Exclusive – Anne Wheeler’s Bye Bye Blues Rises to the Occasion

Many films have stood the test of time. Mostly because they are made so well that you have that moment you watched it engrained in your mind amongst other memories you value dearly. The film will resonate with you through the music and the storyline. It is capable of tossing your emotions and sometimes stretching them to the limits. Ever cry in a theatre? Sometimes the story is so close to your own experience you feel the film was somehow made to represent an event that you lived through.  Films will always continue to move us when done right. The ones that stick with us are exceptional and part of an elite library that can be revisited at any time with the same appreciation.


One such film that can touch you on many levels is Bye Bye Blues. Based on a true story about a husband that goes away to fight in the Second World War and then goes missing. The mother struggles to provide for her children and begins playing in a band. The band travels from town to town and city to city before evolving into a much bigger and more popular band that eventually get on the radio. The film was written, directed and produced by Anne Wheeler in 1989. It’s a beautifully shot, wide screen movie with huge landscapes. It’s renowned for its images and its quintessential Western Canadian prairie shots. It was recently digitized and rereleased into theatres and is part of the first ever Directors Guild of Canada B.C. District Council Directors Showcase Weekend from Sept. 7 – 9th.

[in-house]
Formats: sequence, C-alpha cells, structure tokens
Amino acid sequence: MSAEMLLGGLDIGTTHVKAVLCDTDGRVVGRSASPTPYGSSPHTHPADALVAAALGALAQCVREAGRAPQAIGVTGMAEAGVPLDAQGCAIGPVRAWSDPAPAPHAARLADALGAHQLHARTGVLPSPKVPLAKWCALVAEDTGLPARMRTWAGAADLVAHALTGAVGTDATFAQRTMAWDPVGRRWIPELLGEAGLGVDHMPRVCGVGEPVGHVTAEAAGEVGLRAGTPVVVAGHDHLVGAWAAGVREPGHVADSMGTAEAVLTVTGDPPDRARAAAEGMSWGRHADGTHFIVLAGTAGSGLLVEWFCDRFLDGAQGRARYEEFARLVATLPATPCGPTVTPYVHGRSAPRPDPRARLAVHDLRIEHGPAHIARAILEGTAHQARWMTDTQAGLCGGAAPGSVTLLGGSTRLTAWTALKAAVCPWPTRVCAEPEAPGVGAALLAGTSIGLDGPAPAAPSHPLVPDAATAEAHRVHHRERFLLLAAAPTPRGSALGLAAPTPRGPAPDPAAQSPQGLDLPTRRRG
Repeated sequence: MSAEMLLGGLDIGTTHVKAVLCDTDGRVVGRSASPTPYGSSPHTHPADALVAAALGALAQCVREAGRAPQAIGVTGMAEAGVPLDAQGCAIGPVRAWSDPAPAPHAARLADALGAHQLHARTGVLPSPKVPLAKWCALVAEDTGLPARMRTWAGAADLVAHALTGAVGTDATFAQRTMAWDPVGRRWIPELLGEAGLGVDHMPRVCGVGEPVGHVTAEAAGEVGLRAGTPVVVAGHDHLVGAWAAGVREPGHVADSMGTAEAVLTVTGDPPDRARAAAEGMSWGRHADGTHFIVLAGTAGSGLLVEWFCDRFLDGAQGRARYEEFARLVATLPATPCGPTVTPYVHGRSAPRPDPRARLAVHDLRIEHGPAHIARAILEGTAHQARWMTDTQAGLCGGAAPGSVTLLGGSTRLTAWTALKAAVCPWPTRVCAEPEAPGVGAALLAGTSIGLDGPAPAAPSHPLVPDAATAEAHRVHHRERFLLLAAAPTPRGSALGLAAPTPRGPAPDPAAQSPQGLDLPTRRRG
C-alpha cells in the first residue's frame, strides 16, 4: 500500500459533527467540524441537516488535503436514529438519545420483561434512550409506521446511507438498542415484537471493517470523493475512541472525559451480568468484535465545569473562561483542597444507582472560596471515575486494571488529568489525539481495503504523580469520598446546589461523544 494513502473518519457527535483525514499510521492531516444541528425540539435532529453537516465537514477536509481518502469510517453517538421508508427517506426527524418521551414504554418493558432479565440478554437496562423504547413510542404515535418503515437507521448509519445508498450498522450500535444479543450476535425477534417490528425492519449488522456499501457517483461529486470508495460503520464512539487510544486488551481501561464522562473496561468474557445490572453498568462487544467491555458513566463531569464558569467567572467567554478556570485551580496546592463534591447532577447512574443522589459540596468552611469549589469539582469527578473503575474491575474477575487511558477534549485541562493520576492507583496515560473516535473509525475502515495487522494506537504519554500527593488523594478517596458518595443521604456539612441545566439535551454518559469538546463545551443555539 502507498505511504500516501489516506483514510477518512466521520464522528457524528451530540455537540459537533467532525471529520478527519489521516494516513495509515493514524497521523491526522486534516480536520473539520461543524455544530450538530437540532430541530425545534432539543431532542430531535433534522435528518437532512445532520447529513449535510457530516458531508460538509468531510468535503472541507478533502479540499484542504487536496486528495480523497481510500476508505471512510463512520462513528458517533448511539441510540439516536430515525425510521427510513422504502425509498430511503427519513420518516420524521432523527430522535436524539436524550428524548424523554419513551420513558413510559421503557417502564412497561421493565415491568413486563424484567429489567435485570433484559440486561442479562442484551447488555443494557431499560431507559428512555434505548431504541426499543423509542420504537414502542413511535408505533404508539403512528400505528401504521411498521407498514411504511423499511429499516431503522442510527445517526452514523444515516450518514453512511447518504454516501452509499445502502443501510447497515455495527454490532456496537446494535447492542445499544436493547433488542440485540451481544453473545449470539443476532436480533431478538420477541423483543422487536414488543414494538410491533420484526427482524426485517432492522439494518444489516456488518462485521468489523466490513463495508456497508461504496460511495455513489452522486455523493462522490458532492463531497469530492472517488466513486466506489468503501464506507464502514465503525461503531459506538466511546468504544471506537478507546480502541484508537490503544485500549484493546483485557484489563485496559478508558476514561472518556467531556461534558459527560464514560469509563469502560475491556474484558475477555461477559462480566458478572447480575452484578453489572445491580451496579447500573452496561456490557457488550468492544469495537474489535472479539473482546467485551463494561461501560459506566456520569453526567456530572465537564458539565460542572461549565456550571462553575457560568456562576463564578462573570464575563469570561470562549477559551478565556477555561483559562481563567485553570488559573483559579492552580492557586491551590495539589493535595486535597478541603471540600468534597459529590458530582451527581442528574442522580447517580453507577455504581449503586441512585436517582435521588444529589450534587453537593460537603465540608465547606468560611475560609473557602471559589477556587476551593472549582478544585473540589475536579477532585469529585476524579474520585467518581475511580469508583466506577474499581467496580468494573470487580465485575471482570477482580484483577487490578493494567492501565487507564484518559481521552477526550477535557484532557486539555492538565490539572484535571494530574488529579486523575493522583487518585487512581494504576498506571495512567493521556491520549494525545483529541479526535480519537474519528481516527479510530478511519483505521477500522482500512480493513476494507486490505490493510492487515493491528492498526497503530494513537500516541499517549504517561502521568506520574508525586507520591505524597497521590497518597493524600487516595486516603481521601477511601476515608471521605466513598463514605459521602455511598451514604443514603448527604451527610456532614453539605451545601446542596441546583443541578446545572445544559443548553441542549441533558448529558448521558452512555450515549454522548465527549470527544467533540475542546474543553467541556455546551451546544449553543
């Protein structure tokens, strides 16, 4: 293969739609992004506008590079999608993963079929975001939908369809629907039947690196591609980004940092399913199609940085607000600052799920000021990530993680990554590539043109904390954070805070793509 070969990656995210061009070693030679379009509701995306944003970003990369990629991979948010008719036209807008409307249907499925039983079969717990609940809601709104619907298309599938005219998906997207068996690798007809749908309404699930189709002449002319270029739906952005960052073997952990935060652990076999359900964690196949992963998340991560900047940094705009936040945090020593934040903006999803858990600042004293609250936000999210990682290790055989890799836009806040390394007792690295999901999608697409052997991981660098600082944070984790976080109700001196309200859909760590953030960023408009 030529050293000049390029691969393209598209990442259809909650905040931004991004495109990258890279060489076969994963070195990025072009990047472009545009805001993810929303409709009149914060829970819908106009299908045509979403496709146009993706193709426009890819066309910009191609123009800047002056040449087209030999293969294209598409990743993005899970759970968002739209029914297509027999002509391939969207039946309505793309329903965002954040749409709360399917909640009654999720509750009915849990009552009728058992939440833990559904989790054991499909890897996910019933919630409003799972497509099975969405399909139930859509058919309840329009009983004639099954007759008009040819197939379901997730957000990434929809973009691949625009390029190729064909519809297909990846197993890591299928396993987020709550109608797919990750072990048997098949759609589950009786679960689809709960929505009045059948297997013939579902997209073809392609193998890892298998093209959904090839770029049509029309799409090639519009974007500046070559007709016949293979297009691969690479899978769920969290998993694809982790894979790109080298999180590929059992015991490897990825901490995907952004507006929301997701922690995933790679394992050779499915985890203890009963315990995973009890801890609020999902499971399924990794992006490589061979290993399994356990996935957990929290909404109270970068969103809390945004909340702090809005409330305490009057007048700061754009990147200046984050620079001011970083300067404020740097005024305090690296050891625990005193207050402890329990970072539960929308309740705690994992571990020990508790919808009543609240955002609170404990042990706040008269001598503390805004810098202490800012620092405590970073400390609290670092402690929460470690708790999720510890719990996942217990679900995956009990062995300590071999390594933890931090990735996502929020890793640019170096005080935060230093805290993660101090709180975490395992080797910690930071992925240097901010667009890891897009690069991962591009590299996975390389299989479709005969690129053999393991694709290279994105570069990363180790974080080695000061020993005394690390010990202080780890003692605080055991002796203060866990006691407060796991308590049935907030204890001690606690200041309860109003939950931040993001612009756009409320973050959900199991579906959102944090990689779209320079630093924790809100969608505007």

I had the great pleasure of speaking with one of Canada’s most prolific female directors recently. Anne Wheeler is a very renowned filmmaker responsible for paving the way for not just other female filmmakers but for other talented creative visionaries that use film as a platform to say something.  Known for making Canadian classics that won numerous national and international awards. Her work has garnered seven honorary doctorates and an Order of Canada. She live in White Rock B.C. with her husband and continues to write/direct while mentoring filmmakers in the art of story-telling.


“What was the inspiration behind the film?”

“It was inspired by my mothers story. My father went missing in the Second World War and my mother found a way to provide for her family by playing for a dance band that became very successful. It’s the story of her years at home during the war and how it changed her and other women. When the war ended, her life had to do another dramatic switch when my father came home.”


“How did you finance the film?”

“Back then in 1989, in those days there was a lot of optimism and in general a lot of support to tell a Canadian story that was a bit of a renaissance. I was telling a story that was very specific to Canada and the Super Channel had just built a big beautiful studio in Edmonton that we used. Doctor Tony Allard invested a lot of money into the film. We put that together with the usual Telefilm, CBC, National Film Board. They all cooperated at that time together where they don’t do that too often now.  We then secured distribution deals in the US and England. It wasn’t a huge budget but we shot in Canada and India in 3 different seasons so it was a big challenge and it was received extremely well.”


“Is the film still circulating?”

“It’s been re-launched by Mongrel Films and is having a second life. It’s available on iTunes. It was originally shot on 35 mm and I recently had a digital screener made.  It’ll be shown in the theatres as a big beautiful digital print.”

“Have your parents ever had a chance to see the film?